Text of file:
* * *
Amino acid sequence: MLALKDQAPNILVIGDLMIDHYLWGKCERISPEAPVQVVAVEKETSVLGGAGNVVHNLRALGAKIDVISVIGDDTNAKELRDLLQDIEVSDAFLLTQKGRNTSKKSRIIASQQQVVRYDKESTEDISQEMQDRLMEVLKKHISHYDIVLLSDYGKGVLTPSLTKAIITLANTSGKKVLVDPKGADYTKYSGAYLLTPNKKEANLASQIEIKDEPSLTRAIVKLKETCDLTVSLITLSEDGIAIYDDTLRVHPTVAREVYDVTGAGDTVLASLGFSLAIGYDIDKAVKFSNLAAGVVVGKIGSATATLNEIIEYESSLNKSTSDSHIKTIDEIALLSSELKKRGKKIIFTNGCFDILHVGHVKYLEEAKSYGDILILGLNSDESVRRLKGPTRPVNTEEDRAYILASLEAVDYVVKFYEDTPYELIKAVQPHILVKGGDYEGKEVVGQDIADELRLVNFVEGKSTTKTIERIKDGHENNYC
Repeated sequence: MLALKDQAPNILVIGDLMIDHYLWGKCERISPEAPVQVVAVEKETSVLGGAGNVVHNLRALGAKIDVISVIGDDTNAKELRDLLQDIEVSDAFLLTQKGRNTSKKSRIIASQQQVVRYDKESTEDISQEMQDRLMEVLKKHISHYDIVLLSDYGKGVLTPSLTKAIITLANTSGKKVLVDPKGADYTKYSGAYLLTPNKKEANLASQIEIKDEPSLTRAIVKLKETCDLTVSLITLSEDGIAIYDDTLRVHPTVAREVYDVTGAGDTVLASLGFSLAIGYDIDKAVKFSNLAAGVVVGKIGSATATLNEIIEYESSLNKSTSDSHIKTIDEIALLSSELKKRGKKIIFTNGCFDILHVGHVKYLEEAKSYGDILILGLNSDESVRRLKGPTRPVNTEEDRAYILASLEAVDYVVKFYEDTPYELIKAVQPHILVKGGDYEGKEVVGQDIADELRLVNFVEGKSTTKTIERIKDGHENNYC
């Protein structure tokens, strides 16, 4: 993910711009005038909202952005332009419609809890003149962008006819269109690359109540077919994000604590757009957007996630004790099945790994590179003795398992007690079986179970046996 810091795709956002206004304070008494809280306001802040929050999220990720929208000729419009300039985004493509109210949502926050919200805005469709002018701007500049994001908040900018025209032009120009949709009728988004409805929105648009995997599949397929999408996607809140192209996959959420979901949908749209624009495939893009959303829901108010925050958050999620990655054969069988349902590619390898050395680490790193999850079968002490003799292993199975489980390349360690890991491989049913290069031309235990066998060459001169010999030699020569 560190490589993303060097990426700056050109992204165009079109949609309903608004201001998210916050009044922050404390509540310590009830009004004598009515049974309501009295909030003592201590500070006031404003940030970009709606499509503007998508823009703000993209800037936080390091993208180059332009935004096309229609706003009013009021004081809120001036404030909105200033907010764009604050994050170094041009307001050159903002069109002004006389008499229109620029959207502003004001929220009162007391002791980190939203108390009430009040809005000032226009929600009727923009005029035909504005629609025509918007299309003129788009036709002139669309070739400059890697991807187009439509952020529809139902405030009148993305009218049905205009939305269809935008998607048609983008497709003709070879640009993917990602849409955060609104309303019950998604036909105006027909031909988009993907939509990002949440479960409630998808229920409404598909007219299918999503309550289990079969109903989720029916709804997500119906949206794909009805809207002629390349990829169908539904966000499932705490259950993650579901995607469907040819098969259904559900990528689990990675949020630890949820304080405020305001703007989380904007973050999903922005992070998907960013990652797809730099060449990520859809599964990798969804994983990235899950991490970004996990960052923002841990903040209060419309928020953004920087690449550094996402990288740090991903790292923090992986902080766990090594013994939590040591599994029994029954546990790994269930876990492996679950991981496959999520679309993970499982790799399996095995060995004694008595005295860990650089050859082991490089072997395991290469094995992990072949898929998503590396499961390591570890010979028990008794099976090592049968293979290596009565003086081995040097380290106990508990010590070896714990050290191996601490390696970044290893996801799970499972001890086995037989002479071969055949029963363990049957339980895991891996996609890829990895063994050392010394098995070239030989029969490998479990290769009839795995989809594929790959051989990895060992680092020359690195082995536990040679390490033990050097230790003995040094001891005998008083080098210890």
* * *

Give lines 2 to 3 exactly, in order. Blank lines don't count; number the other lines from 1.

Repeated sequence: MLALKDQAPNILVIGDLMIDHYLWGKCERISPEAPVQVVAVEKETSVLGGAGNVVHNLRALGAKIDVISVIGDDTNAKELRDLLQDIEVSDAFLLTQKGRNTSKKSRIIASQQQVVRYDKESTEDISQEMQDRLMEVLKKHISHYDIVLLSDYGKGVLTPSLTKAIITLANTSGKKVLVDPKGADYTKYSGAYLLTPNKKEANLASQIEIKDEPSLTRAIVKLKETCDLTVSLITLSEDGIAIYDDTLRVHPTVAREVYDVTGAGDTVLASLGFSLAIGYDIDKAVKFSNLAAGVVVGKIGSATATLNEIIEYESSLNKSTSDSHIKTIDEIALLSSELKKRGKKIIFTNGCFDILHVGHVKYLEEAKSYGDILILGLNSDESVRRLKGPTRPVNTEEDRAYILASLEAVDYVVKFYEDTPYELIKAVQPHILVKGGDYEGKEVVGQDIADELRLVNFVEGKSTTKTIERIKDGHENNYC
């Protein structure tokens, strides 16, 4: 993910711009005038909202952005332009419609809890003149962008006819269109690359109540077919994000604590757009957007996630004790099945790994590179003795398992007690079986179970046996 810091795709956002206004304070008494809280306001802040929050999220990720929208000729419009300039985004493509109210949502926050919200805005469709002018701007500049994001908040900018025209032009120009949709009728988004409805929105648009995997599949397929999408996607809140192209996959959420979901949908749209624009495939893009959303829901108010925050958050999620990655054969069988349902590619390898050395680490790193999850079968002490003799292993199975489980390349360690890991491989049913290069031309235990066998060459001169010999030699020569 560190490589993303060097990426700056050109992204165009079109949609309903608004201001998210916050009044922050404390509540310590009830009004004598009515049974309501009295909030003592201590500070006031404003940030970009709606499509503007998508823009703000993209800037936080390091993208180059332009935004096309229609706003009013009021004081809120001036404030909105200033907010764009604050994050170094041009307001050159903002069109002004006389008499229109620029959207502003004001929220009162007391002791980190939203108390009430009040809005000032226009929600009727923009005029035909504005629609025509918007299309003129788009036709002139669309070739400059890697991807187009439509952020529809139902405030009148993305009218049905205009939305269809935008998607048609983008497709003709070879640009993917990602849409955060609104309303019950998604036909105006027909031909988009993907939509990002949440479960409630998808229920409404598909007219299918999503309550289990079969109903989720029916709804997500119906949206794909009805809207002629390349990829169908539904966000499932705490259950993650579901995607469907040819098969259904559900990528689990990675949020630890949820304080405020305001703007989380904007973050999903922005992070998907960013990652797809730099060449990520859809599964990798969804994983990235899950991490970004996990960052923002841990903040209060419309928020953004920087690449550094996402990288740090991903790292923090992986902080766990090594013994939590040591599994029994029954546990790994269930876990492996679950991981496959999520679309993970499982790799399996095995060995004694008595005295860990650089050859082991490089072997395991290469094995992990072949898929998503590396499961390591570890010979028990008794099976090592049968293979290596009565003086081995040097380290106990508990010590070896714990050290191996601490390696970044290893996801799970499972001890086995037989002479071969055949029963363990049957339980895991891996996609890829990895063994050392010394098995070239030989029969490998479990290769009839795995989809594929790959051989990895060992680092020359690195082995536990040679390490033990050097230790003995040094001891005998008083080098210890």